By GRAHAM MOOMAW and RACHEL LEVEN
ANNAPOLIS (March 24, 2010)—Federal legislators are expected to finish their work on health care legislation this week, but for state officials, the work is just beginning.
Even though health care reform passed in Washington, it's states that will have to set up insurance exchanges and expand Medicaid rolls, among other tasks.
The health care reform bill signed into law Tuesday by President Obama is expected to expand insurance coverage to 32 million people. Approximately 261,000 of those newly insured will be Marylanders, according to a congressional study released March 17.
Questions remain about the specific details and effects of implementing the reforms at the state level, but Gov. Martin O'Malley signed an executive order Wednesday through which he hopes to provide some answers.
In a press conference at Anne Arundel Medical Center, O'Malley announced the appointment of Lt. Gov. Anthony Brown and Department of Health and Mental Hygiene Secretary John Colmers to an advisory council meant to help the state government carry out the reform in the most efficient and effective way.
"We have a lot of work to do," said Colmers. "Many of the major provisions of the bill will not go into effect until 2014. Some provisions will go into effect more immediately. So we have time to prepare ourselves and make sure that we can articulate and bring together the types of policies and programs in this state in conjunction with what is going on at the national level."
The Maryland Health Care Reform Coordinating Council hopes to complete a timeline by this summer for implementing the reforms. Brown and Colmers want to make recommendations by the next legislative session.
O'Malley has been quick to estimate $1 billion in savings for Maryland thanks to the legislation. Some of those savings will come from more people with health problems being treated earlier by physicians and not in the emergency room, said Colmers.
More than $100 million a year in savings will come from programs currently funded by the state, such as the Maryland Health Insurance Program, that will not be needed as much because those citizens will have other options.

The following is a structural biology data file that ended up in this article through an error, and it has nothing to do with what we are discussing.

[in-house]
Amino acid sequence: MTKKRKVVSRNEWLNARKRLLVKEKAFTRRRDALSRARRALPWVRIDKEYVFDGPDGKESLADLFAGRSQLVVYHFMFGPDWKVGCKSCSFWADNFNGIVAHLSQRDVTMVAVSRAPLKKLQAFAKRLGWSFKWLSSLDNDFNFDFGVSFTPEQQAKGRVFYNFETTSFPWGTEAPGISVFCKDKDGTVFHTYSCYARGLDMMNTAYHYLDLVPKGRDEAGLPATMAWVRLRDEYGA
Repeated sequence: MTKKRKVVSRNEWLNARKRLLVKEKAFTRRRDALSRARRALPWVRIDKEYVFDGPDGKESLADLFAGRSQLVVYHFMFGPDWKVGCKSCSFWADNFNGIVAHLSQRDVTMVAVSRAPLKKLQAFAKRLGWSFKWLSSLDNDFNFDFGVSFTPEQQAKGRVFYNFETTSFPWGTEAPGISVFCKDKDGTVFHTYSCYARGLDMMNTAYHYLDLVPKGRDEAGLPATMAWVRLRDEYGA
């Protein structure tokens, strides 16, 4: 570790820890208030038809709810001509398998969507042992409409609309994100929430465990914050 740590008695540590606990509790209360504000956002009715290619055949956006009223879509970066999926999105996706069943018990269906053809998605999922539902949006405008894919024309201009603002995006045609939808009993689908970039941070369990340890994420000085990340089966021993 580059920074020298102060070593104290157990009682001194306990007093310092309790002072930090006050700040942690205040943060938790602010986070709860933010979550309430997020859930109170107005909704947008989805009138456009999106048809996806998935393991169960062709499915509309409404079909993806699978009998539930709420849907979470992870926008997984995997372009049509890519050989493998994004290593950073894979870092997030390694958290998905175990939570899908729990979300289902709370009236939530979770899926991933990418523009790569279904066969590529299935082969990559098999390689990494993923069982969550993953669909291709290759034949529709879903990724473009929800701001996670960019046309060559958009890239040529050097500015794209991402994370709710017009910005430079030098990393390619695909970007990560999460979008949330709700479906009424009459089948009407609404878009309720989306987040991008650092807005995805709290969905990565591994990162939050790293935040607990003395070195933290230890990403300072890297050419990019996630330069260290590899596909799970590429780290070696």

"I think the O'Malley administration shouldn't count its collective chickens until this is settled on Capitol Hill and this is far from settled," said Minority Leader Anthony O'Donnell.
Multiple state departments and new advisory committees will be involved in the health coverage coordinating efforts of the council.
"There has to be real changes in the care of poor people because they get cared for eventually anyway," said Robert Sprinkle, an associate professor in the School of Public Policy at the University of Maryland. "There's a (large portion) of people who get cared for very expensively when they could get cared for (more immediately) less expensively."
O'Malley thanked Obama and the "vast majority" of the Maryland congressional delegation for helping to pass the legislation. Every Marylander in Congress voted for the bill that was signed into law except for Reps. Frank Kratovil, D-Stevensville, and Roscoe Bartlett, R-Frederick.
The governor and the newly appointed council co-chairs said the state will work to lead the nation in implementing health care reform.
"We want to be a national leader as we implement health care reform because a lot of hard work now begins. The legislation has been signed into law but we have to make it work," O'Malley said.
Capital News Service contributed to this report.